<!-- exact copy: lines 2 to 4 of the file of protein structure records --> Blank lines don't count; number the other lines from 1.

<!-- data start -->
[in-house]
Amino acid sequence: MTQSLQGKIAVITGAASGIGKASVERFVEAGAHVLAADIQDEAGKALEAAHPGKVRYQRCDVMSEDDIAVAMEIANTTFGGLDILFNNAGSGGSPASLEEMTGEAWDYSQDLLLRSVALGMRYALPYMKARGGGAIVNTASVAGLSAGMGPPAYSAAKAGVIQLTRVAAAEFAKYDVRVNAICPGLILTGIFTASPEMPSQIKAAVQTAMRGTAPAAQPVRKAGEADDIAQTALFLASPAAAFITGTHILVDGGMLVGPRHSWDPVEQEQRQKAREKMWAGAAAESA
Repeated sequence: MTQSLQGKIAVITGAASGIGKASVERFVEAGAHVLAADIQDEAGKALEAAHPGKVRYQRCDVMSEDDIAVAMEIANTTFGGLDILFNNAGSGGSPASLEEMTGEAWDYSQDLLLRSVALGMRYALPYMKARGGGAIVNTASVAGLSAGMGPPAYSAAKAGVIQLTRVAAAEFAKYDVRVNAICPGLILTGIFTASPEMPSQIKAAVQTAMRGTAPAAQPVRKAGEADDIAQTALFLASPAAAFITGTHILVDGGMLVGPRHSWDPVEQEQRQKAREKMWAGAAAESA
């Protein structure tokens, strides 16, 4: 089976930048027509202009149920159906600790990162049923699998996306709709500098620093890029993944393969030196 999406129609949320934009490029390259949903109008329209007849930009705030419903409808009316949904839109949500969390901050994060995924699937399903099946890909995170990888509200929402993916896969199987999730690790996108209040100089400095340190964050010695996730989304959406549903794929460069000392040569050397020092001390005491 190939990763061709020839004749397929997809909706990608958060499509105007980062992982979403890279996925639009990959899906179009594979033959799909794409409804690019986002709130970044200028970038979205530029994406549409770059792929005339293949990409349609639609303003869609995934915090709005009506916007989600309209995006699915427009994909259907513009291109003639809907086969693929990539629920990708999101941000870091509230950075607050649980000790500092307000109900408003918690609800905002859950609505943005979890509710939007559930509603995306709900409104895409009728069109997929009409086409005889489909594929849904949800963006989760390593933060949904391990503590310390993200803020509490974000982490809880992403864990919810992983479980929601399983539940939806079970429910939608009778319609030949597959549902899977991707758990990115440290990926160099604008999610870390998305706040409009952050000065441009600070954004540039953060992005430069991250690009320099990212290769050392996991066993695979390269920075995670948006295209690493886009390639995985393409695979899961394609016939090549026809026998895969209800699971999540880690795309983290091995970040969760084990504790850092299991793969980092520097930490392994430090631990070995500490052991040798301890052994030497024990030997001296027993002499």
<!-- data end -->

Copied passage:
Amino acid sequence: MTQSLQGKIAVITGAASGIGKASVERFVEAGAHVLAADIQDEAGKALEAAHPGKVRYQRCDVMSEDDIAVAMEIANTTFGGLDILFNNAGSGGSPASLEEMTGEAWDYSQDLLLRSVALGMRYALPYMKARGGGAIVNTASVAGLSAGMGPPAYSAAKAGVIQLTRVAAAEFAKYDVRVNAICPGLILTGIFTASPEMPSQIKAAVQTAMRGTAPAAQPVRKAGEADDIAQTALFLASPAAAFITGTHILVDGGMLVGPRHSWDPVEQEQRQKAREKMWAGAAAESA
Repeated sequence: MTQSLQGKIAVITGAASGIGKASVERFVEAGAHVLAADIQDEAGKALEAAHPGKVRYQRCDVMSEDDIAVAMEIANTTFGGLDILFNNAGSGGSPASLEEMTGEAWDYSQDLLLRSVALGMRYALPYMKARGGGAIVNTASVAGLSAGMGPPAYSAAKAGVIQLTRVAAAEFAKYDVRVNAICPGLILTGIFTASPEMPSQIKAAVQTAMRGTAPAAQPVRKAGEADDIAQTALFLASPAAAFITGTHILVDGGMLVGPRHSWDPVEQEQRQKAREKMWAGAAAESA
């Protein structure tokens, strides 16, 4: 089976930048027509202009149920159906600790990162049923699998996306709709500098620093890029993944393969030196 999406129609949320934009490029390259949903109008329209007849930009705030419903409808009316949904839109949500969390901050994060995924699937399903099946890909995170990888509200929402993916896969199987999730690790996108209040100089400095340190964050010695996730989304959406549903794929460069000392040569050397020092001390005491 190939990763061709020839004749397929997809909706990608958060499509105007980062992982979403890279996925639009990959899906179009594979033959799909794409409804690019986002709130970044200028970038979205530029994406549409770059792929005339293949990409349609639609303003869609995934915090709005009506916007989600309209995006699915427009994909259907513009291109003639809907086969693929990539629920990708999101941000870091509230950075607050649980000790500092307000109900408003918690609800905002859950609505943005979890509710939007559930509603995306709900409104895409009728069109997929009409086409005889489909594929849904949800963006989760390593933060949904391990503590310390993200803020509490974000982490809880992403864990919810992983479980929601399983539940939806079970429910939608009778319609030949597959549902899977991707758990990115440290990926160099604008999610870390998305706040409009952050000065441009600070954004540039953060992005430069991250690009320099990212290769050392996991066993695979390269920075995670948006295209690493886009390639995985393409695979899961394609016939090549026809026998895969209800699971999540880690795309983290091995970040969760084990504790850092299991793969980092520097930490392994430090631990070995500490052991040798301890052994030497024990030997001296027993002499």